The Highline Historical Society was founded in 1994 as the Burien Heritage Society. The founders of the Society soon merged with the Friends of the Highline School District and acquired their large collections relating to the history of the school district. Subsequent acquisitions of the archives of The Highline Times and thousands of articles of local community history have made founding a regional heritage museum imperative. The name was changed to “Highline Historical Society” to reflect the growing region the collections represent.
The Society owns more than 35,000 3-dimensional items, and 75,000+ photos, slides and films. Until the museum opens the collections are in storage in the former Seattle Christian School on Port of Seattle property in SeaTac. Highline is the largest area in the State of Washington without a local history museum. A great deal of board and volunteer time is being spent on the development and funding of the upcoming Highline Heritage Museum. People wishing access to the collections for research purposes before the museum is open can contact the Society to make an appointment by email at: firstname.lastname@example.org.
Learn about the new Highline Heritage Museum coming soon to Old Burien
We have begun the renovation of our building at 819 SW 152nd Street in Burien. Architect David Clark’s initial rendering of the building is shown above. The false brick facade on the east wall may be removed and the original siding restored. There will be a 5 foot overhang on the north and east walls so visitors can walk to the entrance under cover. Faces of our diverse Highline population will be shown on the exterior of the building. Many are our former Trustees, and others are representative of those that have moved here from other countries.
The timeline for the project calls for the demolition of the interior (now completed), with construction moving forward shortly thereafter. When the demolition of the interior was complete, the architect was able to see the “bones” of the building and work toward completion of the plans for the museum. The existing building was constructed over almost 90 years in 4 sections. Until all the walls and ceilings were removed he was unable to assess the condition of the remaining building. He is now completing the plans and they will be submitted for permitting. This may take as long as 6 weeks before construction can begin. We have a goal of being ready for exhibit installation in seven months after construction begins. With a lot of hard work, and a lot of help from all of you reading this, we are hoping to be open for business as a museum during the upcoming winter of 2016/17.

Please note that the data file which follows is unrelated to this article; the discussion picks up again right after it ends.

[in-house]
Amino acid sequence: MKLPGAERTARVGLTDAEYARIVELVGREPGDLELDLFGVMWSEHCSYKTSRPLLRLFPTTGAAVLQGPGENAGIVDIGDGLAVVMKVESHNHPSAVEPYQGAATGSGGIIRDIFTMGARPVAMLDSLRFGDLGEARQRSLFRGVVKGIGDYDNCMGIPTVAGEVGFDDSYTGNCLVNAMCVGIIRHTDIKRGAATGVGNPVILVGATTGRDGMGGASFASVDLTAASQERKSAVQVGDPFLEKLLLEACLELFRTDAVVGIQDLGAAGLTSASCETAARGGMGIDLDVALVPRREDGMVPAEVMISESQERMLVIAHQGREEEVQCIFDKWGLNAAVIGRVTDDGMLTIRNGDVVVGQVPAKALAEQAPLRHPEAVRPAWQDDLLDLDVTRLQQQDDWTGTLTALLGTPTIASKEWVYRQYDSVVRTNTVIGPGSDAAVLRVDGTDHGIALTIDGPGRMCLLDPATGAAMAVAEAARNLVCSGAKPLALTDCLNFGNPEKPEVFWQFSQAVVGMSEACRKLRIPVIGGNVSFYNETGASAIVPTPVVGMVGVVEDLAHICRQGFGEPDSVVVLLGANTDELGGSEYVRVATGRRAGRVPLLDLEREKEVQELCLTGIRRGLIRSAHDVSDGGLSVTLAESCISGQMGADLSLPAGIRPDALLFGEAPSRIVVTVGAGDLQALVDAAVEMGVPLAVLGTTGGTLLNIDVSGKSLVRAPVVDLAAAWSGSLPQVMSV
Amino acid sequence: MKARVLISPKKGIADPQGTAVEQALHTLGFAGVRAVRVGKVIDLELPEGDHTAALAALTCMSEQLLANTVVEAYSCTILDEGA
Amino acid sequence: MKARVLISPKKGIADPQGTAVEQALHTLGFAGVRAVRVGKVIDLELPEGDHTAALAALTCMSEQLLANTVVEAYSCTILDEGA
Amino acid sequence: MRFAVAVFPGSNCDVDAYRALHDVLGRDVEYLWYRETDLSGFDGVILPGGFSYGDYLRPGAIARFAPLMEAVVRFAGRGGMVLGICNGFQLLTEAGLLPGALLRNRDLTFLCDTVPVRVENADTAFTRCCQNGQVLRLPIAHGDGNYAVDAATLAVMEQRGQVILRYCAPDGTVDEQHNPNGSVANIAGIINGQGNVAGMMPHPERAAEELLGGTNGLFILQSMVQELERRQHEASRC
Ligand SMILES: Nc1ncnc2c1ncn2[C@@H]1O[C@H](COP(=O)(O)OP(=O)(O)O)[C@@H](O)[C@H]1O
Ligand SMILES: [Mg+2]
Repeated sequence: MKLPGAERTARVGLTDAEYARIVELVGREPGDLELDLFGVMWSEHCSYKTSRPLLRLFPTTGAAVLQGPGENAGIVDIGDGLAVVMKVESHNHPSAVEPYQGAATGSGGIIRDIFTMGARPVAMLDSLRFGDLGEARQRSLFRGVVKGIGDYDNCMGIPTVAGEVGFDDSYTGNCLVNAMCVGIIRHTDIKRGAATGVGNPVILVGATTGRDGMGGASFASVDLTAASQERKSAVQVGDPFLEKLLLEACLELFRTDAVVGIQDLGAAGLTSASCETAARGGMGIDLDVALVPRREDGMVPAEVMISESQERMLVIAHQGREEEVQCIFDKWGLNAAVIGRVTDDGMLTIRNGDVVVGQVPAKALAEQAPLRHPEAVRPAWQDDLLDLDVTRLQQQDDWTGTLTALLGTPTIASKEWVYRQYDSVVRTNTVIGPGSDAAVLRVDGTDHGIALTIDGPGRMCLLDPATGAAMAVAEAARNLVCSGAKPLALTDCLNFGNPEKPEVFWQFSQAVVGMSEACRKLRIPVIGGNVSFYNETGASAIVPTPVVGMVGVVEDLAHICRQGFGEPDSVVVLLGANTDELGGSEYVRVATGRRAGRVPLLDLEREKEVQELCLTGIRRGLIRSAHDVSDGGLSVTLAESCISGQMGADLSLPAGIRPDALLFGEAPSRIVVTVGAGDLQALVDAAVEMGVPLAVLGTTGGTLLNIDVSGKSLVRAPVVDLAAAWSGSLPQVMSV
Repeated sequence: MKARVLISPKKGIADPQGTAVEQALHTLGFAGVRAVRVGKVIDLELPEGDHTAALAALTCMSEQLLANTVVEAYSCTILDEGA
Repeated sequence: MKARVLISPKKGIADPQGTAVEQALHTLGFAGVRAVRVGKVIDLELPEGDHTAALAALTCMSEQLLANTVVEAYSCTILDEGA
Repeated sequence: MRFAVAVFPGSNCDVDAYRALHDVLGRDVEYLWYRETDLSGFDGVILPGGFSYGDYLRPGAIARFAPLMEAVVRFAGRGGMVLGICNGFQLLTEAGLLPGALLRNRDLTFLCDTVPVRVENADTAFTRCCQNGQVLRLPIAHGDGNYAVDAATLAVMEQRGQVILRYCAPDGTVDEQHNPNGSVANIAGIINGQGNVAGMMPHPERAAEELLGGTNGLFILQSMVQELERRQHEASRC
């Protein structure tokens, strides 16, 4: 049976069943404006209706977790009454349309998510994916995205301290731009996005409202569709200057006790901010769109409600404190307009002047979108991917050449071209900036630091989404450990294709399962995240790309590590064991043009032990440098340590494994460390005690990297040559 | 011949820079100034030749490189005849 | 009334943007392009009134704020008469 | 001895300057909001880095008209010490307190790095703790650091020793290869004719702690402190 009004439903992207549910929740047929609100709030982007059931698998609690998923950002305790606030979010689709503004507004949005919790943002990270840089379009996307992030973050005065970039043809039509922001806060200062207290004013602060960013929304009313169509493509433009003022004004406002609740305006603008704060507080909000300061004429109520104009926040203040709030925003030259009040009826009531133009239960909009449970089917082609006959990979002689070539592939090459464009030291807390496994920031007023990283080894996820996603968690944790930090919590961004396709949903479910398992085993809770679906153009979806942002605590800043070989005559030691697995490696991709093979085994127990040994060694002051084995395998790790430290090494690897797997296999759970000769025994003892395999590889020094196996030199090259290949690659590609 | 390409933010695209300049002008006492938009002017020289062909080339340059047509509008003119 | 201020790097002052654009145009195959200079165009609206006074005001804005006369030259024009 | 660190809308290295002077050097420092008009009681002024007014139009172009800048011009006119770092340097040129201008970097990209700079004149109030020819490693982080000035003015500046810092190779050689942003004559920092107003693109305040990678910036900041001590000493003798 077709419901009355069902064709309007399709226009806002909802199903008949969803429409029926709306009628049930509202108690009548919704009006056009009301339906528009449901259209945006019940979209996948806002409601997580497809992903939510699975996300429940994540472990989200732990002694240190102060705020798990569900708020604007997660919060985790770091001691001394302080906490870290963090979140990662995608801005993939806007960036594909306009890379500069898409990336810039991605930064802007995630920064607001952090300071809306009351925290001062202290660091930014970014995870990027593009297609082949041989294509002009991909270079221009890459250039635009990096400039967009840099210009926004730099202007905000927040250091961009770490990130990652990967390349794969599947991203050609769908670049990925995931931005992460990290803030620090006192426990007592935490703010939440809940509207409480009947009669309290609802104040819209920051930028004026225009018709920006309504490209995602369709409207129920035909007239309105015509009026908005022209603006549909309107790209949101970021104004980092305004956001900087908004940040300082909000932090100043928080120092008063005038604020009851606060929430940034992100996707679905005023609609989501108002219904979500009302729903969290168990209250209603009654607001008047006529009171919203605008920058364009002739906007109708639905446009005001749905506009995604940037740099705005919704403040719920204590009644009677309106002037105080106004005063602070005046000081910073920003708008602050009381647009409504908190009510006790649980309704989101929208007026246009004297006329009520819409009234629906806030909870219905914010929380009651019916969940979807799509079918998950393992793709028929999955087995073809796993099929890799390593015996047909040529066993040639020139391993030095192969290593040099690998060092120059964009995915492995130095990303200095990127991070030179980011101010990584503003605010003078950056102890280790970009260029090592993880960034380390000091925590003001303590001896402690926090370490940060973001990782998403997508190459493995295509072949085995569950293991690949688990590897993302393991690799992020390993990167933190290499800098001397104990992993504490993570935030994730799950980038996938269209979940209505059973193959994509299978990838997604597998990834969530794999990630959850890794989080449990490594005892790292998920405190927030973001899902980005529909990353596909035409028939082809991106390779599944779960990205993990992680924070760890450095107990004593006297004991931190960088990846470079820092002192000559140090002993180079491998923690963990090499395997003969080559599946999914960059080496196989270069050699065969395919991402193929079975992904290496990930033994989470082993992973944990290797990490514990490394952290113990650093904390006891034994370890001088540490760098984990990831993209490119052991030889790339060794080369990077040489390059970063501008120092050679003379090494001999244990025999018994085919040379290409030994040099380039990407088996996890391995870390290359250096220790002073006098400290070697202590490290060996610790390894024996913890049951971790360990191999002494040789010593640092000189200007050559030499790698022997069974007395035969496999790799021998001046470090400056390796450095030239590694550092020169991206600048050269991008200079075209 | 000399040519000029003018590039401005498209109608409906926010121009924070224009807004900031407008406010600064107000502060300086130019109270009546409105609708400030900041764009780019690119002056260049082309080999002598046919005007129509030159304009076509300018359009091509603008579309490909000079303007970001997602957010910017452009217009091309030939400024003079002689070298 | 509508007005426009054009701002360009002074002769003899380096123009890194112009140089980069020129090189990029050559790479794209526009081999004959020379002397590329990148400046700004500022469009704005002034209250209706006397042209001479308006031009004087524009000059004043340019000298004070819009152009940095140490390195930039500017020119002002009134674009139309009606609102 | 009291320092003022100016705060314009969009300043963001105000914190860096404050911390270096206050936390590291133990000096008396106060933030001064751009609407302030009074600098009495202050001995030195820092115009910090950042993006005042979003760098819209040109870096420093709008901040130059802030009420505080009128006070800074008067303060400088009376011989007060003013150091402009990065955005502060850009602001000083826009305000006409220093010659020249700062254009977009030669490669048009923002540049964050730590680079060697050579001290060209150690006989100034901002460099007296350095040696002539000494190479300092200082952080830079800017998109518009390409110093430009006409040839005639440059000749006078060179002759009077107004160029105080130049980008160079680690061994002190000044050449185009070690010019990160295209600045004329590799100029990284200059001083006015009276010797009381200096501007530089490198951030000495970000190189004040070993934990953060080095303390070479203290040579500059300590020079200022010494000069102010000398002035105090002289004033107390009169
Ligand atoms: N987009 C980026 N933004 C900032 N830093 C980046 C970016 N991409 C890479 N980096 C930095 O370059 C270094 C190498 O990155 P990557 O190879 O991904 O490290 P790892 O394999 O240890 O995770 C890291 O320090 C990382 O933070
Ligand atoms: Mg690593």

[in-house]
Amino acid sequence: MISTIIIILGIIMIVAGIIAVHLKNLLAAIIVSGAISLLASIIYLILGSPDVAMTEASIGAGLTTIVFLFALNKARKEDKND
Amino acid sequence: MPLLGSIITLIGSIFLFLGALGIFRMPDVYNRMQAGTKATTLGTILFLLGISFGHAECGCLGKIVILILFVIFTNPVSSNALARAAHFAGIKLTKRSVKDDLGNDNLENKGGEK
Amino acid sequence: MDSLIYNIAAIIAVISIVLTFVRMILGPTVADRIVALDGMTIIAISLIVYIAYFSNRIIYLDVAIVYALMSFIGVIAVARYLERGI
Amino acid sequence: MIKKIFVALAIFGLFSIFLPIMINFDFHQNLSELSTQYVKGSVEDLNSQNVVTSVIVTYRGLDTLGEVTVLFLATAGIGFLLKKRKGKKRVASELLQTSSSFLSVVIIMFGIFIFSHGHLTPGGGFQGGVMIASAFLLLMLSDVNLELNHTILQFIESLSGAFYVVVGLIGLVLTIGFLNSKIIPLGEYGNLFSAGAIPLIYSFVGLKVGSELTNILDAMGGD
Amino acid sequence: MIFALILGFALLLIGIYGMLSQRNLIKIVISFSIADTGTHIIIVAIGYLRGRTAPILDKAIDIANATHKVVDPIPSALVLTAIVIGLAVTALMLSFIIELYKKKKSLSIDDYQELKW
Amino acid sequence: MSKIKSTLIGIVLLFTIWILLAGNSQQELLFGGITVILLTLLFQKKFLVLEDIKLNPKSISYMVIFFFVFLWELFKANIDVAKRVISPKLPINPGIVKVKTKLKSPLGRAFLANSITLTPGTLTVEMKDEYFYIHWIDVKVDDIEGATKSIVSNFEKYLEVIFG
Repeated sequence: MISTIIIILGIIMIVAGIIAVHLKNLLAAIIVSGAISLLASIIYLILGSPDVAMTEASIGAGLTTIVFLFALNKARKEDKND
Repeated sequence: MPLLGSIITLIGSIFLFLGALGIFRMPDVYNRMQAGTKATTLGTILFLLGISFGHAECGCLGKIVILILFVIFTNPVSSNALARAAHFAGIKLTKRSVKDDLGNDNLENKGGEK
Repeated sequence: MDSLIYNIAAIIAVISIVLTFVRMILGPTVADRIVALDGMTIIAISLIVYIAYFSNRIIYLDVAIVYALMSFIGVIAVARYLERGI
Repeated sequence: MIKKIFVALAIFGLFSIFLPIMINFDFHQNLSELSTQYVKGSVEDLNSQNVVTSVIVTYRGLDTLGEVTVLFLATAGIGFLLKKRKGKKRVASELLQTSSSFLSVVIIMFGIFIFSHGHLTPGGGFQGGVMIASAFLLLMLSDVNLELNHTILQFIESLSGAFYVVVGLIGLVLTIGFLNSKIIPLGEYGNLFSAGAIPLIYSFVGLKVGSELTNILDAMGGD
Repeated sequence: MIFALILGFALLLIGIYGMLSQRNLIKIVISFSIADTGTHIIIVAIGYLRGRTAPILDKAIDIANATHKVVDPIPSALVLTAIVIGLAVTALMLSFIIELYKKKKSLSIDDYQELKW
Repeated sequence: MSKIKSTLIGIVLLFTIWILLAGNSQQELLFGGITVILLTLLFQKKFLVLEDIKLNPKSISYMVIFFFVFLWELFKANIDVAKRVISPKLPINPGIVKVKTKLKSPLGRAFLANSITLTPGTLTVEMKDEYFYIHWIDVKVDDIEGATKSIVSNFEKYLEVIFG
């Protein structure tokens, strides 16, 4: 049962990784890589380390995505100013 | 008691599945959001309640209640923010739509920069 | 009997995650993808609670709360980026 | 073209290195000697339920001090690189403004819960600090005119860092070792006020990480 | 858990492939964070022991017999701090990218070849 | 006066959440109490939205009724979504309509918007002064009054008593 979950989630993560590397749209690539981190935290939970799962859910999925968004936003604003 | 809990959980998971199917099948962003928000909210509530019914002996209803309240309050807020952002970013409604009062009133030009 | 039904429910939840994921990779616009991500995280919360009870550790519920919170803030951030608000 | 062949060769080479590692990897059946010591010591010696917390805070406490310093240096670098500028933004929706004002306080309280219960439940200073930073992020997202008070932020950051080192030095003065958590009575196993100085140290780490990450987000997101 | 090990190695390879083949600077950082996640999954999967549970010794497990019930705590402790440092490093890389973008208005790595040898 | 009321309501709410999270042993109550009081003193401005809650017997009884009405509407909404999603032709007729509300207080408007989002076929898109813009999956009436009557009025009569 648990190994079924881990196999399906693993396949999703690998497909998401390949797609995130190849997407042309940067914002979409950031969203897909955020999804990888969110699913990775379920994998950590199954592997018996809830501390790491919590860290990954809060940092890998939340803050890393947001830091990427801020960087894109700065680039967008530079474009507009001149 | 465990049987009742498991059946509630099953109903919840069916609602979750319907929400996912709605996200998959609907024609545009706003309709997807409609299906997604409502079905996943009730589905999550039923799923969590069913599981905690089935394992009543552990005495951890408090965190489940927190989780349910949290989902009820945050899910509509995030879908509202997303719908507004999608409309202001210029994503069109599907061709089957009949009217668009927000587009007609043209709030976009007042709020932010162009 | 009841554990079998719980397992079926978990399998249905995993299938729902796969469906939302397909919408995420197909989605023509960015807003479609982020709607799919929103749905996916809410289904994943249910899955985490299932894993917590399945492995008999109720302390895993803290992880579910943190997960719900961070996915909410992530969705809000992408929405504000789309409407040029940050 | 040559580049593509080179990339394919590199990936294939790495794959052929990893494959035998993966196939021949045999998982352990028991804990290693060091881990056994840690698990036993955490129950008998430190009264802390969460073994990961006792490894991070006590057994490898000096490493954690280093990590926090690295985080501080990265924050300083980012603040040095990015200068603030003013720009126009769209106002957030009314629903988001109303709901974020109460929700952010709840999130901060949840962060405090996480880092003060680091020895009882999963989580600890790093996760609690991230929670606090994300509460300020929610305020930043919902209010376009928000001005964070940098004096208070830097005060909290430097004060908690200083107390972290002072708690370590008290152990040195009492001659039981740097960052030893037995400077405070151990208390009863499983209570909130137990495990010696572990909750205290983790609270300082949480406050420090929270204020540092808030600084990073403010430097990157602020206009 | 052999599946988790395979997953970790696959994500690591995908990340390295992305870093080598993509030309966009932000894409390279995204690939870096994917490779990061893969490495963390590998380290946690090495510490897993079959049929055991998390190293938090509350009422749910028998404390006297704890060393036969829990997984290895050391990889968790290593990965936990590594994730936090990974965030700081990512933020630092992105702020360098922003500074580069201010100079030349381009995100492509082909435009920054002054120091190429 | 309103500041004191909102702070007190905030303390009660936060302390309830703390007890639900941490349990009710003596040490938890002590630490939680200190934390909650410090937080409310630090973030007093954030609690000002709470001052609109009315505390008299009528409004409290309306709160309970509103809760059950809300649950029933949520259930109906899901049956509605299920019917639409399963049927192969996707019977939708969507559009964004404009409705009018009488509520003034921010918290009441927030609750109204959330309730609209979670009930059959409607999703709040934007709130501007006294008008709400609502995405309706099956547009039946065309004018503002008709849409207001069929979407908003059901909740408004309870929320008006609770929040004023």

Wooden sewer pipes were an early way for people to dispose of wastewater and deliver fresh water to their homes. According to John Schladweiler at SewerHistory.org, some Londoners had wooden water pipes “as early as the 13th century.” While other materials eventually replaced wood in water pipes for most applications, there are still a few working wooden water pipes in existence today. Many parts of Highline were originally developed using wooden water pipes. Most have been replaced, however.
How can you help, you ask?
We have a continuing need for capital donors to assist with funding, and we can use everyone’s assistance with exhibit research and development. For example, if you have lived here for many years you might help with “proofing” our exhibits to make certain the detail in them is correct. Call Curator Nancy McKay to see if she has a project you can help with. She can be reached at 253-670-1398.
If you would like to learn about various funding and naming opportunities please contact Cyndi Upthegrove at 206-246-6354. We have opportunities at every funding level and need your help.
The Society has been able to begin the museum project thanks to two recent large grants. The first was a grant in the amount of $328,000 from the WA Capital Heritage Fund, a fund made available on a competitive basis by the legislature once every two years. This grant requires a 2:1 match from us and we are working to be able to capture it soon. The second was a grant in the amount of $1 million from 4Culture. The funding for their recent round of capital funding came from the final payoff of the bonds for the Kingdome. Remember the Kingdome? Back in 1987 the legislature determined that any surplus funding from the sale of Kingdome bonds would be restricted to Arts and Heritage projects in King County. Last Spring the final payments on the long gone Kingdome were finally paid and $28 million in surplus dollars were made available to cultural organizations throughout King County. In a very competitive environment and with quite restrictive requirements, we received a million dollars for the Highline Heritage Museum. These two grants have given us the base funding to begin the museum. We still need the assistance of the community to complete this project. Can you become a member? Can you donate a few dollars to the museum building fund? Can you volunteer a few hours to help make this something really special?